Keeping Up Appearances. June 2013.

Dear Rowley,

Congratulations to The Queen who is the first reigning monarch to win the Gold Cup at Royal Ascot in the race’s 207-year history. Thanks to the zoom lens, it was rather a picture to see the 87-year old monarch cheering home Estimate and suppressing a tear when waving home her winning jockey Ryan Moore from the Royal Box. It has always struck me that The Queen appears entirely at her ease at the Royal Meeting. She is among her own – the racing fraternity – for whom she is highly respected primarily as a supremely informed owner rather than HM The Queen.

Didn’t HM look absolutely marvellous on Gold Cup day in the French lavender coat dress and hat designed by her personal assistant Mrs Kelly? What we didn’t see – and rarely do – is the floral silk day dress worn underneath echoed in the floral trim that bloomed above and below the brim of The Queen’s hat. Mrs Kelly is almost entirely responsible for The Queen’s ‘new age of elegance’ and a prettiness in Her Majesty’s wardrobe that two decades ago was more of a practical uniform of blocked colours and hats without a hint of frivolity.

Ogling The Queen’s brooch was always a preoccupation of mine at Ascot. For Gold Cup day HM chose to wear the amethyst and diamond brooch from the Duchess of Kent parure: a piece of jewellery introduced to the royal collection by Queen Victoria’s rather tiresome mother. At first glance I thought it might be the Albert sapphire brooch – set for Queen Victoria by Prince Albert as a wedding gift in 1840 – but the French lavender coat was obviously asking for the Duchess of Kent’s amethyst. Mind you, the Albert Brooch came out of the vaults for Day 4.

Interesting, isn’t it, which members of the family have become favourites at Royal Ascot not least the Duchess of Cornwall and the Princesses Beatrice and Eugenie. The Duchess of Cambridge looked terrific on Day 2 in a green silk Anna Valentine coat dress falling into knife pleats from the pockets and a dramatic gold straw Philip Treacy hat with a broad sinuous brim and and two twirling pennants flying skyward. I’m not well-versed in the late Queen Mother’s jewellery collection but would suspect the emerald drop brooch belonged to Prince Charles’s beloved grandmama.

It has always been a mystery why the Princesses Beatrice and Eugenie choose dresses cinched at the waist that balloon into short prom skirts and fiddly little hats. Terribly difficult for a young lady to wear formal day dress and not look like the bride’s mother and yet the Countess of Wessex always appears the apogee of elegance at Royal Ascot. The beige New Look silhouette she wore on Day 2 with a matching flying saucer hat trimmed with corkscrew curls of fuscia pink won best in show the moment you saw the Countess in the carriage procession.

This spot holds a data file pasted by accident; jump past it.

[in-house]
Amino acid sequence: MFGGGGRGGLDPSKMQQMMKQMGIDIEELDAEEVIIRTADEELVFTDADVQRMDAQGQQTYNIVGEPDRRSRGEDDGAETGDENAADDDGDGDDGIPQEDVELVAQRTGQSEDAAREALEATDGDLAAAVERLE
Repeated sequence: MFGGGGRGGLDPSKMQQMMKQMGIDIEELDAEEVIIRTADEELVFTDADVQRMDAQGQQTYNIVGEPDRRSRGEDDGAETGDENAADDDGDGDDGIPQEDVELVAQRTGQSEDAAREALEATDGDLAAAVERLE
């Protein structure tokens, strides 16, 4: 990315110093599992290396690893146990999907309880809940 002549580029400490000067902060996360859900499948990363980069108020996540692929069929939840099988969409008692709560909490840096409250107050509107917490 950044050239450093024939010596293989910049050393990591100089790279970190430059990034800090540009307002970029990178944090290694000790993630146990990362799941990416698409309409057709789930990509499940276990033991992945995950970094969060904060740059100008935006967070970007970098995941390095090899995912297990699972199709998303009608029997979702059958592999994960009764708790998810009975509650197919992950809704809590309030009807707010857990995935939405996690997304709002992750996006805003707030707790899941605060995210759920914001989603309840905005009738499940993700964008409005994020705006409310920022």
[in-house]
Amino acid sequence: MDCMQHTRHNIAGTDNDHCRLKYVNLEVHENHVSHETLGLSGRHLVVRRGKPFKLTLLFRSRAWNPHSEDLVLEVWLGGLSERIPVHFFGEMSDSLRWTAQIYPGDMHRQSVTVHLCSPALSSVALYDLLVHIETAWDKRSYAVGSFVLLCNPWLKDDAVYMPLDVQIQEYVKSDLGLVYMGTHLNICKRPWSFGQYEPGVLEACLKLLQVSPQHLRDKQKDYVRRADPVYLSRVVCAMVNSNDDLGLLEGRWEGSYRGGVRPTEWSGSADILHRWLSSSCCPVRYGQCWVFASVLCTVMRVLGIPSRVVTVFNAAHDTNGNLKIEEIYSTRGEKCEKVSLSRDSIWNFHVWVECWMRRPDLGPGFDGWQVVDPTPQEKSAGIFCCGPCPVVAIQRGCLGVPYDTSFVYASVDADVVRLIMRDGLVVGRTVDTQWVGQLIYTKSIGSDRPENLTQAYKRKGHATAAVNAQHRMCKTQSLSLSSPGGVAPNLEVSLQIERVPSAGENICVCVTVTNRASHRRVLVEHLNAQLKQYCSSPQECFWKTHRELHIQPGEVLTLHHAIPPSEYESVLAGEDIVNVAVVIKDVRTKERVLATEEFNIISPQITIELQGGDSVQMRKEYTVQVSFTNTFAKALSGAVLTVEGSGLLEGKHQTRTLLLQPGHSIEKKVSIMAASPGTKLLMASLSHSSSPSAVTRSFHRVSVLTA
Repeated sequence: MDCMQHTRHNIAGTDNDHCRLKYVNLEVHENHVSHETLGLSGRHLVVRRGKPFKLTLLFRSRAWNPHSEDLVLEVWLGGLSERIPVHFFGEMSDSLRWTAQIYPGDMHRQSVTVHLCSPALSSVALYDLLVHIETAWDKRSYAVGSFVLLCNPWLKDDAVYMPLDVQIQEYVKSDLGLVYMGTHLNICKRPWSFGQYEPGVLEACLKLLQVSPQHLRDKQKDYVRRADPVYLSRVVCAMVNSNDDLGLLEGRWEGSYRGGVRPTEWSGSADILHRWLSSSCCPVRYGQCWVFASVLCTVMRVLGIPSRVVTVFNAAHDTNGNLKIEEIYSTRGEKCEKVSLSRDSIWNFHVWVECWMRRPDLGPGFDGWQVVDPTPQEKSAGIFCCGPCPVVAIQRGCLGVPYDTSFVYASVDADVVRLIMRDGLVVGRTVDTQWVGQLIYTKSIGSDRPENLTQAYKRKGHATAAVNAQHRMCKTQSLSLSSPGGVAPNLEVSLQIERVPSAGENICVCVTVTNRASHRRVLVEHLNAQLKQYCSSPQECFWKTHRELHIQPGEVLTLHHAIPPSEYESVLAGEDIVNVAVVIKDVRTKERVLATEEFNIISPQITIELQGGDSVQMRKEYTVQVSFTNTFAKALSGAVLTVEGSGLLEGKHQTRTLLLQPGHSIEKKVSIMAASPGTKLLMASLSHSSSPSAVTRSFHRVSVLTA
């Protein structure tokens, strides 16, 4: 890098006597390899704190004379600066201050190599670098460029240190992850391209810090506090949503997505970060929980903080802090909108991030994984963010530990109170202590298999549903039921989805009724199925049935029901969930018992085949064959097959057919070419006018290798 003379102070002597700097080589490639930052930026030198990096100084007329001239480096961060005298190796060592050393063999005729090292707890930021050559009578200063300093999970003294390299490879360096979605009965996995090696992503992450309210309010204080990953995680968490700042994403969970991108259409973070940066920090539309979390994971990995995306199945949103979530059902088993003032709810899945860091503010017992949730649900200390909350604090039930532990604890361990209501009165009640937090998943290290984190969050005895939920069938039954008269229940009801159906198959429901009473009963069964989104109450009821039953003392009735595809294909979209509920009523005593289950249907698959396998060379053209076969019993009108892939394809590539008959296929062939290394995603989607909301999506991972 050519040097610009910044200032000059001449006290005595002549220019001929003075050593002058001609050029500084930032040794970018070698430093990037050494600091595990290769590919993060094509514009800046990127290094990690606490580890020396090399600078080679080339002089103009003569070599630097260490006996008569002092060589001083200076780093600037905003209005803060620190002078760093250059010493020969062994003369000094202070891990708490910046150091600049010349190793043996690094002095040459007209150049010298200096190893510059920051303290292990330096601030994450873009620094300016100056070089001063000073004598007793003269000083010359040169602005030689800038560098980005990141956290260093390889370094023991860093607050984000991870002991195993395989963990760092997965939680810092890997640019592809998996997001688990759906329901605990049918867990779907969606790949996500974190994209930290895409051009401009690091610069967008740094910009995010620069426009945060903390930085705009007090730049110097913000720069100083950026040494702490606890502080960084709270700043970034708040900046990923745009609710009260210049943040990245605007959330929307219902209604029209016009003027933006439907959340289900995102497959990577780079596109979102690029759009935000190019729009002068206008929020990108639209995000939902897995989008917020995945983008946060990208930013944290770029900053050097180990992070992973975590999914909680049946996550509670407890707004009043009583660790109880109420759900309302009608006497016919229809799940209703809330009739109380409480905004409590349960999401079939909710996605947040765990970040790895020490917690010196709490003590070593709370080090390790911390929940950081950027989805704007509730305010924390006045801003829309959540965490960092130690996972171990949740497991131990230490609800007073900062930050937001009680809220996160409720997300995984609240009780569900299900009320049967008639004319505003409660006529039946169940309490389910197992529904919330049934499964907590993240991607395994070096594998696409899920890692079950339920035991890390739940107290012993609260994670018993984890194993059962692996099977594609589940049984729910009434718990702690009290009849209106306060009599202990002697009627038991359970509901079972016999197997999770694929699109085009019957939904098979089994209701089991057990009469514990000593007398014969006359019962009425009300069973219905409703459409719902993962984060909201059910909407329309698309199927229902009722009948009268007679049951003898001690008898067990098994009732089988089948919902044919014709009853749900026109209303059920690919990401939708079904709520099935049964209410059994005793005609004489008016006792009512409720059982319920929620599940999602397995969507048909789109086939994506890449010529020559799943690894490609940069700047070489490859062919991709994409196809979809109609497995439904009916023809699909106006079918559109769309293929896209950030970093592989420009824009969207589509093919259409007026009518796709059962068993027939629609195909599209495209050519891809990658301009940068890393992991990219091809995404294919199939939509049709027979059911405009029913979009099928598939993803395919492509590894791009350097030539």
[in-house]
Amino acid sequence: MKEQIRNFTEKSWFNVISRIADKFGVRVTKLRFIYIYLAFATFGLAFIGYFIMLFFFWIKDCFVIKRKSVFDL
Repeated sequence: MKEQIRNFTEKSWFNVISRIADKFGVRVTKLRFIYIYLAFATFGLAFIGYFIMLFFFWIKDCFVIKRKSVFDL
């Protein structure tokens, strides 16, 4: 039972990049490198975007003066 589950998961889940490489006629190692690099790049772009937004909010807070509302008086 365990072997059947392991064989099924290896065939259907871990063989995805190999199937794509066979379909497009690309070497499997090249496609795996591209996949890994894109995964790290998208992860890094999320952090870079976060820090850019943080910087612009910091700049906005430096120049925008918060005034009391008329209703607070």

Perhaps the point is the royal party now looks like a rather happier family than it has for a long time. It’s rather a nice touch to see the Middletons in the royal carriage procession even though to my knowledge Prince William and the Duchess of Cambridge have never yet been guests of The Queen in the royal party. They’ve been at the Derby often enough but never the Royal Meeting.

The Middle Eastern Sheikhs seem to be appearing at Ascot in ever-increasing numbers. Of course Sheikh Mohammad and Princess Haya are favourites at Ascot: he as one of the most successful owners, she as a fashion icon and both as friends of The Queen. The Crown Prince of Jordan was in the royal procession today in The Queen’s carriage with his Crown Princess wearing little more than a tuft of feathers that entirely contravened dress codes for the Royal Enclosure. It would be a brave steward who challenged her, don’t you think?

The Al Thani Sheikhs have just had a winner not least for a super lemon linen waistcoat with white slips and black morning coat that looks like an Anderson & Sheppard special. The men in the Parade Ring really are becoming peacocks – perhaps in homage to the late Sir Henry Cecil – and the vinyl polish of antique silk top hats dominates one of the most picturesque scenes of the London Season.

I haven’t seen an awful lot of the Channel 4 coverage of the Royal Meeting but think Emma Spencer looks superb and wears her formidable knowledge with ease. Nick Luck could be the new picture in my locket, Rishi has always been a great favourite and Clare quite simply is Royal Ascot. To bag a line from Blackadder, ‘Royal Ascot without Clare Balding would be like a broken pencil: pointless’.

As you know I miss the Royal Meeting very much but on the plus side my fabulous partner-in-crime Suzi Perry is in town next week so we’ll have a catch up over a sharing plate of something raw and salty at Nobu Berkeley. She is doing brilliantly at the Beeb as main anchor for Formula 1 and has been flying round the world like Pam Ann so we’ve not caught up this year. Can’t wait to see the fox on the box again.

What else is new on the Rialto? We’re on the home straight with the Royal St. James’s book so I really shouldn’t be watching Ryan Moore win the King Edward VII Stakes. Speaking of which, ‘Edward the Caresser’ did win the Gold Cup at Ascot in 1897 with Persimmon but he wasn’t yet crowned hence The Queen being the first reigning winner in the race’s history. Anyway, that’s quite enough Swinley Bottom for one day as Lillie Langtry once said to the Prince of Wales. Until next time…